Kabosh artistic director Paula McFetridge described the privilege of being offered the collection as '... a once in a lifetime find. To have someone share that with you is emotionally affirming. To be able to create theatre that tells the story of an amazing woman in extraordinary circumstances is an absolute pleasure.
'The first glimpse of the material was incredible - to think that the soldiers in Olive’s care had entrusted these drawings and sketches to her and that she had faithfully kept them all those years and that they were just now coming to light was inspirational.'
The watercolours were painted by Swanzy herself. Her gift may not have been recognised during her lifetime, but these delicate little pieces open a door into an untapped artistic talent, a new artist emerging many decades after her death. Their warmth and charm convey the deep affection which she harboured for her homelands, images which must have brought her great comfort and solace during the worst of times.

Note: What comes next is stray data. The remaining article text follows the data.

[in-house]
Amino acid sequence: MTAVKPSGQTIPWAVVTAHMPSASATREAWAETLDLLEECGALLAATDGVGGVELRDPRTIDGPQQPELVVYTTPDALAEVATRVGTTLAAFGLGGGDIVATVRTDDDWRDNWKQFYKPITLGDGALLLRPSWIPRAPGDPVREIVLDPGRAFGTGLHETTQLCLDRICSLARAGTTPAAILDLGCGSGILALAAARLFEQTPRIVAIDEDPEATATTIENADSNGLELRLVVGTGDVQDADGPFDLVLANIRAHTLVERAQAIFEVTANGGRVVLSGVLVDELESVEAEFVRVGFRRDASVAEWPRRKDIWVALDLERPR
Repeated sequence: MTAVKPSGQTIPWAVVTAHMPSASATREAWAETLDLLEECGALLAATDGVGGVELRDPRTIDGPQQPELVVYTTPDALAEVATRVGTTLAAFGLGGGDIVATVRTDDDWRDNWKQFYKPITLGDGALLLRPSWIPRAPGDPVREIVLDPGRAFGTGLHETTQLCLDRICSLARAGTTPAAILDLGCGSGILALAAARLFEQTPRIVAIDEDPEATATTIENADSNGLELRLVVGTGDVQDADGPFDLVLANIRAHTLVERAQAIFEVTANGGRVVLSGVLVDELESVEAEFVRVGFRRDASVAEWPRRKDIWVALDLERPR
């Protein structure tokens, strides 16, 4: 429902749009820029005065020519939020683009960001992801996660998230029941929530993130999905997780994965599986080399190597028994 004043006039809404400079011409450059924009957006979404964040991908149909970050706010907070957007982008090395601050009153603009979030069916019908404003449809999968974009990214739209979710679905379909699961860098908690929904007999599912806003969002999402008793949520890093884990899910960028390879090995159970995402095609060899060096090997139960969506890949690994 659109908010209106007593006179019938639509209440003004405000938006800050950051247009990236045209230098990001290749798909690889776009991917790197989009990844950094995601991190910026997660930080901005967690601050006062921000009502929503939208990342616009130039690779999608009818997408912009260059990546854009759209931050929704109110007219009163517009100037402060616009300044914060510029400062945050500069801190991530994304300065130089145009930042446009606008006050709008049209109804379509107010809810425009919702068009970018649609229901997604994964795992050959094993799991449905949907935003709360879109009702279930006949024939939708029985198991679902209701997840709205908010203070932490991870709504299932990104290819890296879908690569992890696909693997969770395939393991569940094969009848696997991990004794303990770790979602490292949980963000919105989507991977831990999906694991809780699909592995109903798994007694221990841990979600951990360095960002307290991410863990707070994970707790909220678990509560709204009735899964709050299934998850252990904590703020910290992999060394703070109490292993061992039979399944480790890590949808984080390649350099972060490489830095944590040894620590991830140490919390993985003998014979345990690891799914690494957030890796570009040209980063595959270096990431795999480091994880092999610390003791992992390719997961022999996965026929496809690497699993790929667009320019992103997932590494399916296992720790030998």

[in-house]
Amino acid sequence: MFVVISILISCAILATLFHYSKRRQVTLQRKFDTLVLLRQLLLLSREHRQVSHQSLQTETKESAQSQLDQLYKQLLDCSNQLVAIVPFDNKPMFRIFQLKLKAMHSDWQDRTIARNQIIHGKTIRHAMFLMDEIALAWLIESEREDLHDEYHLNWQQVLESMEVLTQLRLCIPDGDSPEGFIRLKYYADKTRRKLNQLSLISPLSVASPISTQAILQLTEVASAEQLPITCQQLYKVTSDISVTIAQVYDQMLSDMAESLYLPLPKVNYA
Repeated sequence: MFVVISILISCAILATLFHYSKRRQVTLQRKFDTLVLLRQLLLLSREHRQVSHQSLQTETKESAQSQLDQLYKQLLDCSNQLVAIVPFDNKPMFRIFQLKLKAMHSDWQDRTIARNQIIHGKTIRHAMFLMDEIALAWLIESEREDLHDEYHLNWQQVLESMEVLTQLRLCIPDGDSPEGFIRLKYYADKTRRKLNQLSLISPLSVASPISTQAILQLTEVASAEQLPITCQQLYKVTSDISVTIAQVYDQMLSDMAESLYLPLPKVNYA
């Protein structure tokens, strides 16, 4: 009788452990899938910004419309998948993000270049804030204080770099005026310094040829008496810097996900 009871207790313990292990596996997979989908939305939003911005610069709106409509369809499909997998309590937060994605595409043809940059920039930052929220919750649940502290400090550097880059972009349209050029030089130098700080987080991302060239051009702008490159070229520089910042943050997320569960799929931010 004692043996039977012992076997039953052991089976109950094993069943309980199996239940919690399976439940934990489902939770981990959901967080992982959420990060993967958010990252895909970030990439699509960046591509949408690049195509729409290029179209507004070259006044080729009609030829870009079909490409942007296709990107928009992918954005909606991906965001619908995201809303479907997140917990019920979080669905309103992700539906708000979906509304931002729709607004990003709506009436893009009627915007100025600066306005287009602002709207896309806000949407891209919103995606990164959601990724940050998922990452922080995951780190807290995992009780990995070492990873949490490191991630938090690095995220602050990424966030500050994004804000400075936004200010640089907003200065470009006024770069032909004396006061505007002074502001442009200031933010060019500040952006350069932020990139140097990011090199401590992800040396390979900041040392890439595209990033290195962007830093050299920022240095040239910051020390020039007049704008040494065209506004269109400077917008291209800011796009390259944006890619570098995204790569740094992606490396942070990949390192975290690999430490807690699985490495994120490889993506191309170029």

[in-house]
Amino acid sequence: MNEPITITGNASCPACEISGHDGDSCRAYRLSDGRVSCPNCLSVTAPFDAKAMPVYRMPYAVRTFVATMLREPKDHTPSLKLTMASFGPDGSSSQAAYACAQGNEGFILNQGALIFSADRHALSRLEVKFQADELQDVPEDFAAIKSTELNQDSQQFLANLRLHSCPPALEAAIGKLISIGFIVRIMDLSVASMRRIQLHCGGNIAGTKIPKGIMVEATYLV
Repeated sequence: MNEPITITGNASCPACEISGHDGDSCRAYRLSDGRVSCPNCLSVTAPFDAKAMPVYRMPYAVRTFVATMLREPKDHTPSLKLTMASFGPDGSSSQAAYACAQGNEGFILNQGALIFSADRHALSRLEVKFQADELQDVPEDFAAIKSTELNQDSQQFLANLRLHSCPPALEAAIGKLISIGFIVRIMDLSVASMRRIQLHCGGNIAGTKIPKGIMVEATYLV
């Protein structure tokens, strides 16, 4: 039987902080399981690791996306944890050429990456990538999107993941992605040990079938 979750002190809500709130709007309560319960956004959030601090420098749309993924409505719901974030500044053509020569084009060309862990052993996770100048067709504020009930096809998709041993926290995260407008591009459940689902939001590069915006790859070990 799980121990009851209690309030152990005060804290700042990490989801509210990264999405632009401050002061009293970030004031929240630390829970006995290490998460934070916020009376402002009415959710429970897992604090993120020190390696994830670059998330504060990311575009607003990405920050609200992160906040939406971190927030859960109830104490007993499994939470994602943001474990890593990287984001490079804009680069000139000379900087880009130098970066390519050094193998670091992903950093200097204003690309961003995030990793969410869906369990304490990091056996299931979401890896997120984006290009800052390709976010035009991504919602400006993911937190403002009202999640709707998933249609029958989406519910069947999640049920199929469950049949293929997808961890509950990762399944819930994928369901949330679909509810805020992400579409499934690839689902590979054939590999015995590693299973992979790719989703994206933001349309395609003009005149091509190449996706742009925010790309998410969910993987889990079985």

'The brief was to write a play that would incorporate the materials contained in the box,' says Gebler. 'Writing doesn’t really work in a context of unlimited choice - it works when there are constraints. I had a character, a name, a birth date, a collection of watercolours and some autograph books in which the soldiers she nursed had written. Olive was a talented watercolorist, who had obviously studied the French impressionists. You can see it in the style of her work.
'I have incorporated the text of the autograph book into the play - well, not all of it, of course. There are about 80 pages. But I have used some of the poems, the squaddie doggerel, the jokes … the kind of stuff soldiers write. It was liberating, like writing a sonnet. You know where you are. You have a road map.'